Chris Marks CBBQE (Chief BBQ Expert) Three Little Pig’s Rubs & Sauces and Good-One Smoker/Grills

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What is a Tri Tip Steak?

Smoked tri tip is one of the easiest and tastiest things you can make on a smoker.

What is a Tri Tip Steak?

Tri-tip steak is a large, tender, triangular muscle cut  from the bottom sirloin of a steer. It is also known as a triangle steak, bottom sirloin steak, or Santa Maria steak. Originally popularized in Santa Maria, California, you can find Tri-tip just about everywhere now.

How to Reverse Seared Tri Tip

Let the tri tip smoke until the internal tempatures hits 110 degrees, and then remove the tri tip from your smoker. Adjust the smoker to get it up to 400 degrees. When the smoker is up to temp place the tri tip back in the smoker, and let it cook for an additional 10-15 minutes. When the internal tempatures of the meat hits 130 pull it from the smoker and, let it rest for about 15 minutes before slicing thin.

How to Slice Tri Tip

Take a look at the picture below to see the best way to slice a smoked tri-tip. start on the narrow end of the steak, and slice it thin against the grain. When you get to the “knuckle” of the tri tip the grain switches directions. Be sure to rotate your slices with the knuckle to ensure every slice is tender.

Reverse Seared Tri Tip Steak Recipe

Ingredients:

Instructions:

  • Setup smoker to smoke at 225 degrees using your favorite flavor wood or pellet. (Pecan)
  • Trim excess fat off top of Tri-Tip.
  • Rub surface of tri tip with the oil, and then generously apply Three Little Pig’s Texas Beef rub to both sides of the meat.
  • Place the tri tip in smoker and smoke until the internal temperature  reaches 110 degrees (approximately 45-60 minutes)
  • Remove the tri tip from the smoker and adjust the temperature of your smoker to cook at 400 degrees.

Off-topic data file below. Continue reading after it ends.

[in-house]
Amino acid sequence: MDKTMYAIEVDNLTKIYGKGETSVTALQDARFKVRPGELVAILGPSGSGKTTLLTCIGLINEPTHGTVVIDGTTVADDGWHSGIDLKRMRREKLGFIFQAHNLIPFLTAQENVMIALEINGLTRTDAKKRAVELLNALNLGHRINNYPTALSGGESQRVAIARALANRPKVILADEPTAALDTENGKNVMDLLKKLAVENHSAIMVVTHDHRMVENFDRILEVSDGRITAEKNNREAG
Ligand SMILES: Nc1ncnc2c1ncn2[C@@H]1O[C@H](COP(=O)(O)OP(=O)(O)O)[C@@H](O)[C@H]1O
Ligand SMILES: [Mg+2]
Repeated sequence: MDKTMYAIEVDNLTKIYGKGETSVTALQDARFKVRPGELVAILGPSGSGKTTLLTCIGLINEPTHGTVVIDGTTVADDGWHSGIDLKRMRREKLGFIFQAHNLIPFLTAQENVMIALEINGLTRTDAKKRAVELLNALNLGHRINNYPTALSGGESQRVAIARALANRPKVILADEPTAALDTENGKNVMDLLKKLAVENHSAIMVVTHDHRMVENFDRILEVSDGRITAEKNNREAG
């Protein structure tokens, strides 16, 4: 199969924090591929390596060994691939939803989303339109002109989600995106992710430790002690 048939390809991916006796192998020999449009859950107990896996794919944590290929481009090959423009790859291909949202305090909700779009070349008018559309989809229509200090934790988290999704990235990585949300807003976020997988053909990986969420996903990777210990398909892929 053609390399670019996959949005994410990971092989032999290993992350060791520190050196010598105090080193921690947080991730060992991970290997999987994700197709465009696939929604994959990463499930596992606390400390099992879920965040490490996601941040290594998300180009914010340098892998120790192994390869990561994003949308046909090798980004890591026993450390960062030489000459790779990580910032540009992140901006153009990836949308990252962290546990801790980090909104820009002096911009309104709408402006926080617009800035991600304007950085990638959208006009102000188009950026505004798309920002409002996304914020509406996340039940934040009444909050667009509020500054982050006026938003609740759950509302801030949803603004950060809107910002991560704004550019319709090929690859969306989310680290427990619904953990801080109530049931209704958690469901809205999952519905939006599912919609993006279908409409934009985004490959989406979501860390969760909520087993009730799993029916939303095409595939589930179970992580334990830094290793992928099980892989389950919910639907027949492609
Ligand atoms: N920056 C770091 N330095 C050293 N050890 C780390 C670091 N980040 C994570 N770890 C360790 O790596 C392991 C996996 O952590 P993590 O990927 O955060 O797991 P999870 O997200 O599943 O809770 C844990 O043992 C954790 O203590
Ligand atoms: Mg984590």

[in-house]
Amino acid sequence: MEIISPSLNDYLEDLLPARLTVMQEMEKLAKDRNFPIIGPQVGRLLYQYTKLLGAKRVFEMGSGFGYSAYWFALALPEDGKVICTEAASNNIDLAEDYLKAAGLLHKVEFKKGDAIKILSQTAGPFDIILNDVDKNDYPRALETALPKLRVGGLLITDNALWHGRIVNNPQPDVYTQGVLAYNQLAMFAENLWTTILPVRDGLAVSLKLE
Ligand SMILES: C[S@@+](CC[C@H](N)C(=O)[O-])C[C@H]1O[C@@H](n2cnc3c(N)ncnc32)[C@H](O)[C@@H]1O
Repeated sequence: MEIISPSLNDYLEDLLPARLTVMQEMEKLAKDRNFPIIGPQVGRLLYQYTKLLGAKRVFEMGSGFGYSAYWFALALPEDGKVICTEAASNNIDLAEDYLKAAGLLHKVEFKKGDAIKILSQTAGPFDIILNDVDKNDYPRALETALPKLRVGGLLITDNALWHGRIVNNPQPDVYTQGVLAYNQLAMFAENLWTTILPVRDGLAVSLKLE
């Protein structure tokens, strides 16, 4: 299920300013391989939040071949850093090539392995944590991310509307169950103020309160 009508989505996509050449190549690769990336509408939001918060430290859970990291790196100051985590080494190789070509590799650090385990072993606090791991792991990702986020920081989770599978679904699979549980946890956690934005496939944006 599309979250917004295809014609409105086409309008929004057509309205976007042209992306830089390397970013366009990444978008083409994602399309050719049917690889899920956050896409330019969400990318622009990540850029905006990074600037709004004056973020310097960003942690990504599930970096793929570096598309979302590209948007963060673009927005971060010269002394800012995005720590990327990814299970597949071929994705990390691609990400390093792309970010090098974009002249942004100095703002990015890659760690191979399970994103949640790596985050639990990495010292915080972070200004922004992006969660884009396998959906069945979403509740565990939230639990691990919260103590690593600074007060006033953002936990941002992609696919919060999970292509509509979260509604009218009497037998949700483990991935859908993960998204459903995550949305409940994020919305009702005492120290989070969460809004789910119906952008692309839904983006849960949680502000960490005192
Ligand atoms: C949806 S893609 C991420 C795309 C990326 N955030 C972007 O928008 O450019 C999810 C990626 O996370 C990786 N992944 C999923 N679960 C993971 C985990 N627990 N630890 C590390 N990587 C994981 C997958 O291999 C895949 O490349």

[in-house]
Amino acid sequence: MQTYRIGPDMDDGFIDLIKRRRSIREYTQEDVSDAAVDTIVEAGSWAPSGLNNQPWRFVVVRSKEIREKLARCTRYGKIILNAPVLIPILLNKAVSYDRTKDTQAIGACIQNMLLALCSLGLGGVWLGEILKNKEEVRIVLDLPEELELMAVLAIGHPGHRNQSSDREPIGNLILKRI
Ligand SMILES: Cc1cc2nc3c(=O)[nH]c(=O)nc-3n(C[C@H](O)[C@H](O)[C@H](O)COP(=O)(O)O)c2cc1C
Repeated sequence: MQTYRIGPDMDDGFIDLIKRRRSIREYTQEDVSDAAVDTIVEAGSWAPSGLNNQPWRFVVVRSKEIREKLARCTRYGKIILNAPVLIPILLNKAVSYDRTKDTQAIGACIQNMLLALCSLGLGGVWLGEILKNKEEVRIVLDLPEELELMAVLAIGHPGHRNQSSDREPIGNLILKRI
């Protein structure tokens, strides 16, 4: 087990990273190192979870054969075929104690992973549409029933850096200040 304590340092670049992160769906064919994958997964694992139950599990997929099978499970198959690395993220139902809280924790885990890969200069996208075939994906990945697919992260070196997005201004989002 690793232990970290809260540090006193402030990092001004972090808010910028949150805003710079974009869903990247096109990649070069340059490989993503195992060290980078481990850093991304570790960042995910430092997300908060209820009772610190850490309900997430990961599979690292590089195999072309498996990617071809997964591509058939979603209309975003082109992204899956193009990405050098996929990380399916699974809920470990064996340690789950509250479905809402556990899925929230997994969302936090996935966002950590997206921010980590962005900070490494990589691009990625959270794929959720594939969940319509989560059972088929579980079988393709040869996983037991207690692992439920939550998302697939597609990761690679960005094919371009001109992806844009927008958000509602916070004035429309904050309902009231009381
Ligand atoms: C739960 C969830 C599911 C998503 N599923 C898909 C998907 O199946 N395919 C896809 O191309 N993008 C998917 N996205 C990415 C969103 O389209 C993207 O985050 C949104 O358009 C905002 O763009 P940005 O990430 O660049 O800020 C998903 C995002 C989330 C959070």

• Return the tri tip to the smoker and let the meat cook until the internal temperature is 130 degrees
  • Let the tri tip rest for 15 minutes before slicing thin and serving.

Chris Marks CBBQE (Chief BBQ Expert) Three Little Pig’s Rubs & Sauces and Good-One Smoker/Grills

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Southern Style Pulled Chicken Recipe

BBQ Pulled Chicken with a tender whole chicken cooked on a smoker, grill, oven, or crock pot is so easy and convenient you will be amazed at results.

How to Make Pulled Chicken:

Pulled chicken is generally made one of three ways, cooked on a smoker or grill, cooked in an oven, or cooked in a slow cooker. They all have their merits, no matter how it done in an oven, the easiest option that keeps the chunks firm and flavorful, the smoker and grill has the most flavor and zest (the slow cooker is the easiest option but the meat will fall apart with served).

How to Make Pulled Chicken on the Smoker/Grill

Ingredients

 Smoker Instructions:

  1. Prepare Chicken by applying a coat of the Three Little Pig’s Mustard style BBQ sauce over the entire chicken.
  2. Cover the whole chicken with Three Little Pigs Championship BBQ Rub.
  3. Place chicken in smoker at 250 degrees.
  4. Add your favorite flavor of wood chunks or pellet.
  5. Smoke until breast hits 165 degrees in thighs and legs reach 180 degrees.
  6. Once to temperature remove from smoker let rest for 30 minutes.
  7. Pull meat from bones and place in large mixing bowl or large catering tin pan.
  8. Add the 1 cup of chicken broth and 2 Cups of Three Little Pigs Mustard Style BBQ Sauce to the bowl and mix.
  9. Put chicken back in smoker to warm, pour sauce over, stir, and enjoy!

How to Make Pulled Chicken in the Oven

Ingredients:

 Oven Instructions: